I've always been selective in the public meetings I've I gone to over the last 20 years, with my criteria being that the topic must hold the promise of drawing a large turnout, along with having the potential for raucous behavior to make it worthwhile for me to miss a meal or a favorite TV show.
And, when entering a meeting, I try to be as unobtrusive as possible, and rush to find a seat in the back, so as to avoid any evil stares or verbal missiles.
None of those precautions were necessary when I entered the Board of County Commissioners' meeting room on Nov. 29.
There were only three other people there, besides the board members.
So, throwing caution to the wind, I took a seat in the front row, which had me almost eyeball to eyeball with the board members.
One of the agenda items pertained to the county's contract for a communications/public information officer. The discussion opened on a cordial note, with members in agreement of the necessity for having someone assume that role, serving as the conduit between the commissioners and media outlets — and, in turn, keeping constituents abreast of the latest goings-on.
But that collegial spirit was short-lived when Commissioner Haven Shoemaker — who as of late has become the voice of reason on the board and the arch penny pincher — made a motion to have someone from within the ranks to perform that function, as opposed to contracting it out.
That set the stage for what was to be a mano y mano between him and Commissioner Richard Rothschild, with Commissioner Robin Frazier supporting Rothschild's argument that an expert is needed in the media relations role.
As I watched them fighting like kids in a sandbox, rather than maintaining the decorum expected of a deliberative body of public officials, I knew my coming there would be handsomely rewarded by providing me with ample fodder for an insightful blog.
Rothschild and Frazier tipped their hand as to their preference for awarding a service contract to Jim Simpson, while Commissioner Doug Howard expressed his concerns on the other side, agreeing in large part with Shoemaker.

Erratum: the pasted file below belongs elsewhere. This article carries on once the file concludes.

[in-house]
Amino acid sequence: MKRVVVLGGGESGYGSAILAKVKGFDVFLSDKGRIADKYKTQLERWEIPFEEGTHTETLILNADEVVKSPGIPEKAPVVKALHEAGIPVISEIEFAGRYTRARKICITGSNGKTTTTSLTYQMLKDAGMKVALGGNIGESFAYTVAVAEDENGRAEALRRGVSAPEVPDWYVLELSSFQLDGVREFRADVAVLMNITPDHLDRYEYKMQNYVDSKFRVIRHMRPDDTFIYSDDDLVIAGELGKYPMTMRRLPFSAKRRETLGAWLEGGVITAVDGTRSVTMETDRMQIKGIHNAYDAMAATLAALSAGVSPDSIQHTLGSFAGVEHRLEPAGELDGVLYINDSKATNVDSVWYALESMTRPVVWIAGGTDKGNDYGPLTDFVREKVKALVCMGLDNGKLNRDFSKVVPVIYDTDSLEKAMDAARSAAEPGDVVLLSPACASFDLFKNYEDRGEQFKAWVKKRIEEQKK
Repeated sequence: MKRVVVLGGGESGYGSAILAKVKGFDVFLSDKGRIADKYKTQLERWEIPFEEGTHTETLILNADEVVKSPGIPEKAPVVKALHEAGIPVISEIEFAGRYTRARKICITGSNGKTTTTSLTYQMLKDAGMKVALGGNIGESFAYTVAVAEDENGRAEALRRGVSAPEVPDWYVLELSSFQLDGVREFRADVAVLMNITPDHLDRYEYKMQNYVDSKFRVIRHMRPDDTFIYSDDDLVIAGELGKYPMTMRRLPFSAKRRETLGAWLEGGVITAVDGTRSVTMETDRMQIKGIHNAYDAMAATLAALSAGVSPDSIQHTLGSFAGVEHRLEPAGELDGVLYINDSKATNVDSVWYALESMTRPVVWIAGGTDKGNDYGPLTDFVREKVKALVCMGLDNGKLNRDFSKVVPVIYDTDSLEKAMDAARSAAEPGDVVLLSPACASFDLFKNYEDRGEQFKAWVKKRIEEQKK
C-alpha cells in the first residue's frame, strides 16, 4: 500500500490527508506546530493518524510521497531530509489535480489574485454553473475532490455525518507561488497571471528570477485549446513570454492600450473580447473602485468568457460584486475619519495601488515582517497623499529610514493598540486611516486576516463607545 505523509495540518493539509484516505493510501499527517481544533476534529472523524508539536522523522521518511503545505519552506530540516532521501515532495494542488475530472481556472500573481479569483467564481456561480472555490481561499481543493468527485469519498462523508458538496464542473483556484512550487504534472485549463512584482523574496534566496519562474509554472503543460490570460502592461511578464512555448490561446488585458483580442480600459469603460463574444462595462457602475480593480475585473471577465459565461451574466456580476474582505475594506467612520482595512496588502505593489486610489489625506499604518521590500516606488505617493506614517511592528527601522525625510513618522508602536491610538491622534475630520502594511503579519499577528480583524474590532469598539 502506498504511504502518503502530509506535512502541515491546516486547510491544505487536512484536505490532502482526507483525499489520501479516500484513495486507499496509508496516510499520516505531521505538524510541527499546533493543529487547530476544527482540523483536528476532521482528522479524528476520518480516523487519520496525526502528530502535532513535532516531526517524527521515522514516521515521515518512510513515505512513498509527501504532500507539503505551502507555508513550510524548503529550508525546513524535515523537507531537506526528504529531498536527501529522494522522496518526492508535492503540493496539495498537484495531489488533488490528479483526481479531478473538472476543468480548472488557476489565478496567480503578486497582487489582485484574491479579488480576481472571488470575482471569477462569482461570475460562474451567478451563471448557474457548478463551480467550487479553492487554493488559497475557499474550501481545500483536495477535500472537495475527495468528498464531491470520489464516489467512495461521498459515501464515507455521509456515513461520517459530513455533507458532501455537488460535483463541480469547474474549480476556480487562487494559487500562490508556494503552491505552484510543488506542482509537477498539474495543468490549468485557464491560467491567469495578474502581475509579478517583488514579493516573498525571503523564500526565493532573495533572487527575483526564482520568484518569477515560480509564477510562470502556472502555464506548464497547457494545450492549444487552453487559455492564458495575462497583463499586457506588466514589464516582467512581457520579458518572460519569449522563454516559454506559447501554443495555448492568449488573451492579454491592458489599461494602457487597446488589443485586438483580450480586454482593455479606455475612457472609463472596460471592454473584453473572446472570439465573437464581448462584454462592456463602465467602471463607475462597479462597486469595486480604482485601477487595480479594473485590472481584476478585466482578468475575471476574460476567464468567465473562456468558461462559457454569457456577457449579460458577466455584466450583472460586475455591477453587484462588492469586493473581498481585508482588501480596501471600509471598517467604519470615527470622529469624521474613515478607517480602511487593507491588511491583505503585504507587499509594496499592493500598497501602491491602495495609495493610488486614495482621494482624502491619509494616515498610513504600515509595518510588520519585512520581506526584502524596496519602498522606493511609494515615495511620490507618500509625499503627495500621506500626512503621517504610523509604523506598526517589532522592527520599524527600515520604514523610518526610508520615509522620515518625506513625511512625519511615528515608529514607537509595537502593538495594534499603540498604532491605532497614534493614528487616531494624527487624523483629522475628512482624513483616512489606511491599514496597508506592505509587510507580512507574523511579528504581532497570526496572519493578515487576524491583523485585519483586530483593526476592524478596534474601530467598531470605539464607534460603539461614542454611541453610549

That made it a foregone conclusion that Shoemaker's motion would receive two ayes and two nays when voted on, leaving it up to Commissioner David Roush to break the tie.
Given that he seems to enjoy playing the role of devil's advocate, there was no way to predict which of the sides he'd align himself with.
The argument centered partly around expense — both Howard and Shoemaker expressed concern about spending the money for the position — but also seemed a debate about the purpose of the position.
In other words: Is the public affairs role more about disseminating information about the happenings of county government (which Shoemaker and Howard suggested could be done by existing staff), or broadcasting to media near and far the commissioners' viewpoints on issues such as property rights, PlanMaryland, and the United Nations' Agenda 21 (as Rothschild suggested is crucial to save our county and our country)?
Ultimately, when the last point-counterpoint exchanges ground to an end, Roush signed on with the Howard-Shoemaker team — much to the consternation of the Frazier-Rothschild team.
Then, with a sigh of relief, I hurried to the nearest fast food restaurant to quiet my growling stomach before returning home for a long overdue nap.
But that nap didn't have the recuperative effects I thought it would, especially after I read a few days later that the board, in playing its version of musical chairs, voted in secret ballot to give Rothschild the title of board vice-president for the coming year. This past year, Shoemaker had held that title. Howard will retain his post as president of the board
I wondered if Rothschild ordered a new nameplate with that revised title right after his anointment? Being VP leaves him with only one higher rung on the ladder to climb on the board … before he extends his ambitions even further to seek a position at the state or national level.
Remember, you read it here first.
Quote of the week:
"There are two sides to every question: my side and the wrong side." — Mark Twain
David Grand writes from Westminster. Read more at Grand Times, http://davgrand.wordpress.com/